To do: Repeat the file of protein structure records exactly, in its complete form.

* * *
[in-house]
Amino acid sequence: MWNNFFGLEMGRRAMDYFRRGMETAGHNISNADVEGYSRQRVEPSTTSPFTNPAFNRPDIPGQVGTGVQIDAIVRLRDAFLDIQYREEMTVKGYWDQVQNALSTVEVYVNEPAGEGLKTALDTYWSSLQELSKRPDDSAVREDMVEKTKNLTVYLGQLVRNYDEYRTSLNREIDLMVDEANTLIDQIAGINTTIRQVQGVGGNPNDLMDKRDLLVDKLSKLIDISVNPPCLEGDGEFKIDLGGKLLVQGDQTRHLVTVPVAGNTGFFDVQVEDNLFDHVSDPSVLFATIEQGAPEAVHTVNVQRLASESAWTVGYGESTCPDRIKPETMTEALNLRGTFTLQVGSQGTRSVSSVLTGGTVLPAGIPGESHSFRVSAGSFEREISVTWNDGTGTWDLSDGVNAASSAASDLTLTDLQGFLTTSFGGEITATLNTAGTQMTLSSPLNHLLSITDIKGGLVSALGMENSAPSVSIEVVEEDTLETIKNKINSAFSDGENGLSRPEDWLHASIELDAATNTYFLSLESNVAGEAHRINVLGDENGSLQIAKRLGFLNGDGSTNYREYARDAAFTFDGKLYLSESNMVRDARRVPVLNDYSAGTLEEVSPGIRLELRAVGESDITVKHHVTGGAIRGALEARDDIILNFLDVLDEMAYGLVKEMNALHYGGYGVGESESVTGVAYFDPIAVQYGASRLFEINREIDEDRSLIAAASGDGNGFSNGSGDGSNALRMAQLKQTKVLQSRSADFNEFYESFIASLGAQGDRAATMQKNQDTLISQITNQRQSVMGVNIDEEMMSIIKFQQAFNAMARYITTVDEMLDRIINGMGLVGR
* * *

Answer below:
[in-house]
Amino acid sequence: MWNNFFGLEMGRRAMDYFRRGMETAGHNISNADVEGYSRQRVEPSTTSPFTNPAFNRPDIPGQVGTGVQIDAIVRLRDAFLDIQYREEMTVKGYWDQVQNALSTVEVYVNEPAGEGLKTALDTYWSSLQELSKRPDDSAVREDMVEKTKNLTVYLGQLVRNYDEYRTSLNREIDLMVDEANTLIDQIAGINTTIRQVQGVGGNPNDLMDKRDLLVDKLSKLIDISVNPPCLEGDGEFKIDLGGKLLVQGDQTRHLVTVPVAGNTGFFDVQVEDNLFDHVSDPSVLFATIEQGAPEAVHTVNVQRLASESAWTVGYGESTCPDRIKPETMTEALNLRGTFTLQVGSQGTRSVSSVLTGGTVLPAGIPGESHSFRVSAGSFEREISVTWNDGTGTWDLSDGVNAASSAASDLTLTDLQGFLTTSFGGEITATLNTAGTQMTLSSPLNHLLSITDIKGGLVSALGMENSAPSVSIEVVEEDTLETIKNKINSAFSDGENGLSRPEDWLHASIELDAATNTYFLSLESNVAGEAHRINVLGDENGSLQIAKRLGFLNGDGSTNYREYARDAAFTFDGKLYLSESNMVRDARRVPVLNDYSAGTLEEVSPGIRLELRAVGESDITVKHHVTGGAIRGALEARDDIILNFLDVLDEMAYGLVKEMNALHYGGYGVGESESVTGVAYFDPIAVQYGASRLFEINREIDEDRSLIAAASGDGNGFSNGSGDGSNALRMAQLKQTKVLQSRSADFNEFYESFIASLGAQGDRAATMQKNQDTLISQITNQRQSVMGVNIDEEMMSIIKFQQAFNAMARYITTVDEMLDRIINGMGLVGR